India’s monsoons, which hit the southern coast late last month, are expected to make slow progress over the next two weeks and delay the onset of crucial rains over north-western parts of the country, a private U.S.-based weather forecaster said. Monsoon rains, vital for Asia’s third-largest economy, hit the southern state of Kerala at the end of May, a few days earlier than normal, brightening the outlook for agricultural and economic output.
“Indian monsoon got off to a pretty good start across much of southern India. But, we see a change in the situation, we are going to see mostly dry weather over the next 10 days,” said Kyle Tapley, senior agricultural meteorologist at Radiant Solutions, formerly MDA Earthsat. “North-western areas have yet to see the monsoon and it looks like it’s going to be dry over the next couple of weeks. Northern and western India is going to see monsoon behind schedule.”
The Monsoon delivers about 70 percent of India’s annual rainfall and are the lifeblood of its $2.5 trillion economy, spurring farm output and boosting spending on items ranging from gold to tractors and refrigerators. Tapley said rains are forecast to return after a 10 day dry spell. “All of India looks below normal over the next 10 days, once you get past that period, it looks like rains begin to return to southern and central India.”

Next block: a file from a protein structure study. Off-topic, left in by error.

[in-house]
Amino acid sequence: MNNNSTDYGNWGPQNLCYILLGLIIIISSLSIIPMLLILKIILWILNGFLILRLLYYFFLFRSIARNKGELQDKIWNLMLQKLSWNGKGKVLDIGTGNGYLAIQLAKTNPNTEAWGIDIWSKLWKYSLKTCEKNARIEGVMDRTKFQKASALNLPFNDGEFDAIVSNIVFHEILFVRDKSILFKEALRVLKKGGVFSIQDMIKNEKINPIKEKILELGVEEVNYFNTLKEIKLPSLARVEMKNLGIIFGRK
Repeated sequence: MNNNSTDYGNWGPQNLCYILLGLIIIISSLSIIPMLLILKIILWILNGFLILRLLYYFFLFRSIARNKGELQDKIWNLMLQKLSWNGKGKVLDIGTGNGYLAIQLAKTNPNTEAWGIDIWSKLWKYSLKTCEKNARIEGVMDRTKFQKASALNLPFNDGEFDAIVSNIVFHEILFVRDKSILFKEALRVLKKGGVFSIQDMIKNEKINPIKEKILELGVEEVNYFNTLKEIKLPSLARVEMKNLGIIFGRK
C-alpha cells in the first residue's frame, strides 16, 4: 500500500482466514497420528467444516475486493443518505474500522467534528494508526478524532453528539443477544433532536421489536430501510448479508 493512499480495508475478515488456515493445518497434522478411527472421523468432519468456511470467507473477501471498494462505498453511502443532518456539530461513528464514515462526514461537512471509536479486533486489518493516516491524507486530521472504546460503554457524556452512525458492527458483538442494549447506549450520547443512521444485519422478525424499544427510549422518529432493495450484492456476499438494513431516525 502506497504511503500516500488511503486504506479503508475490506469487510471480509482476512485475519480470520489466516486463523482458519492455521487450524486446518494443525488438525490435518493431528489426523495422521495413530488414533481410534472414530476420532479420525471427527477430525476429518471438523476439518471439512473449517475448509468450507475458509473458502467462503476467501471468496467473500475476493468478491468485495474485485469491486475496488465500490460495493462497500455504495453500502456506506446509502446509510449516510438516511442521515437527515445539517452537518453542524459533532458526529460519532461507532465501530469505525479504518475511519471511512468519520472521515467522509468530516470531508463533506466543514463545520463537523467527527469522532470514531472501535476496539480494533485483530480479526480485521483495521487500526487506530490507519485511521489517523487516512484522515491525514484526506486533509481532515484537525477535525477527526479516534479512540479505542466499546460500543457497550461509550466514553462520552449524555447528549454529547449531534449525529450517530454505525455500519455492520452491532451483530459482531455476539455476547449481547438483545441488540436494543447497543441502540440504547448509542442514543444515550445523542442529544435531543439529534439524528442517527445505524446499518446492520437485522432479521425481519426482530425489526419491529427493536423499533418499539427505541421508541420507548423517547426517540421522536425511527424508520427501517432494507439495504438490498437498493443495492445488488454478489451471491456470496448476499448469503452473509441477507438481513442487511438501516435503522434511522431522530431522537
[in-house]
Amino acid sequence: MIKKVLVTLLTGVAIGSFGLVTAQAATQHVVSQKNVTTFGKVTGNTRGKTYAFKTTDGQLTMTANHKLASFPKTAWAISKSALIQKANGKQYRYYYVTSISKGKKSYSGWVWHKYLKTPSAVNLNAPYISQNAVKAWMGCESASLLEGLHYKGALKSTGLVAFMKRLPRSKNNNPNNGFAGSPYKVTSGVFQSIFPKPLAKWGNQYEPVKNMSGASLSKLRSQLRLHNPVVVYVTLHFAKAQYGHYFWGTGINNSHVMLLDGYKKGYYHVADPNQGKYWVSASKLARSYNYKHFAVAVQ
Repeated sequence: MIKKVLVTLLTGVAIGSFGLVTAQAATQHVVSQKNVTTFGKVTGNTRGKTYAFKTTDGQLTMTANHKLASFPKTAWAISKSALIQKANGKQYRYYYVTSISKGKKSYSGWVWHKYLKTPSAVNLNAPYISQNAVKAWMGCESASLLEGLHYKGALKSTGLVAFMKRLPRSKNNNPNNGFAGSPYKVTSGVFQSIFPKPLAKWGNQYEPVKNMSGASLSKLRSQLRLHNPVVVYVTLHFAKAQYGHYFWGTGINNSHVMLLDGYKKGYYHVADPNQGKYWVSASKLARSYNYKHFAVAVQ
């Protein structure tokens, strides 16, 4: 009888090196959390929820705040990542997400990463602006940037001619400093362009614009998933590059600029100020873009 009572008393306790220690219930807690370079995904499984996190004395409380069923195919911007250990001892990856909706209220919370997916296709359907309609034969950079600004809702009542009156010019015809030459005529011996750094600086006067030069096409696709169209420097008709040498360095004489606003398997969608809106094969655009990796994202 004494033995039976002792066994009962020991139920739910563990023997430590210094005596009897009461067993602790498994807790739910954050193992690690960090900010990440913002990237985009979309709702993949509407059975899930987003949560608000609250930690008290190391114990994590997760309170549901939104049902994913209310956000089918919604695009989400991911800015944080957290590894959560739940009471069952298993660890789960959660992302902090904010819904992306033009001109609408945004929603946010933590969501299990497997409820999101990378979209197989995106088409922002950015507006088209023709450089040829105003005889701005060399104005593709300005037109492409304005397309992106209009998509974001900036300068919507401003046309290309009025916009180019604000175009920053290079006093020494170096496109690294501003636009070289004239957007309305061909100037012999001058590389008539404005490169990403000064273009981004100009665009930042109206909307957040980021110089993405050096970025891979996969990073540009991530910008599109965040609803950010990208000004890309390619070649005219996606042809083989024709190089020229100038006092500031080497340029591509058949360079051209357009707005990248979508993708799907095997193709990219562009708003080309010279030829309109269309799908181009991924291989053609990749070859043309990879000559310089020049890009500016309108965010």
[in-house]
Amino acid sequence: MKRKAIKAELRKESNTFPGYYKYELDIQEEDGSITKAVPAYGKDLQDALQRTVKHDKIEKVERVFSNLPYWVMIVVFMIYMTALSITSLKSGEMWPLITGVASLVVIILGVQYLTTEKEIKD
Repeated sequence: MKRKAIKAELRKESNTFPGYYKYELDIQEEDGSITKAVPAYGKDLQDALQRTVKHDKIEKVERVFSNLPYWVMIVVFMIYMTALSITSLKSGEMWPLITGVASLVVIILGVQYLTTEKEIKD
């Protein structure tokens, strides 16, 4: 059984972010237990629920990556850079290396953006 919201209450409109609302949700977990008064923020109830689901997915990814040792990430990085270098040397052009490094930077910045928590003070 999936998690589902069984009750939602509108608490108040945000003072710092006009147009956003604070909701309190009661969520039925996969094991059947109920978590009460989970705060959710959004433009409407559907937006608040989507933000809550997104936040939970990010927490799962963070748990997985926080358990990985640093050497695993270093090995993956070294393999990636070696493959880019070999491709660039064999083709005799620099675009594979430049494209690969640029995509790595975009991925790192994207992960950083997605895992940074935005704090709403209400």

For the entire four-month monsoon season, rains are expected to be marginally below normal, he said by phone from the company’s headquarters in Washington. India’s weather office retained its monsoon forecast at 97 percent of a long-term average on Wednesday.
DRYNESS IN AUSTRALIA
Australia’s eastern grain belt is expected to remain dry during coming weeks, hitting wheat production in the world’s fourth largest exporter. “The southern and western wheat growing areas in Australia have seen some improvement, but it is quite dry in Queensland and New South Wales,” Tapley said.
“Going forward those areas will not see much rainfall for the next couple of weeks. We will probably see more showers across western Australia, Victoria and South Australia over the next week or so.” The forecast for Australia’s wheat production has been cut by nearly 8 percent for 2018/19, the country’s top commodity agency reported on Wednesday, as prolonged dryness across the east coast crimps national output. The crucial August and September months for the Australian wheat crop are expected to receive below normal rains in much of country, Tapley said.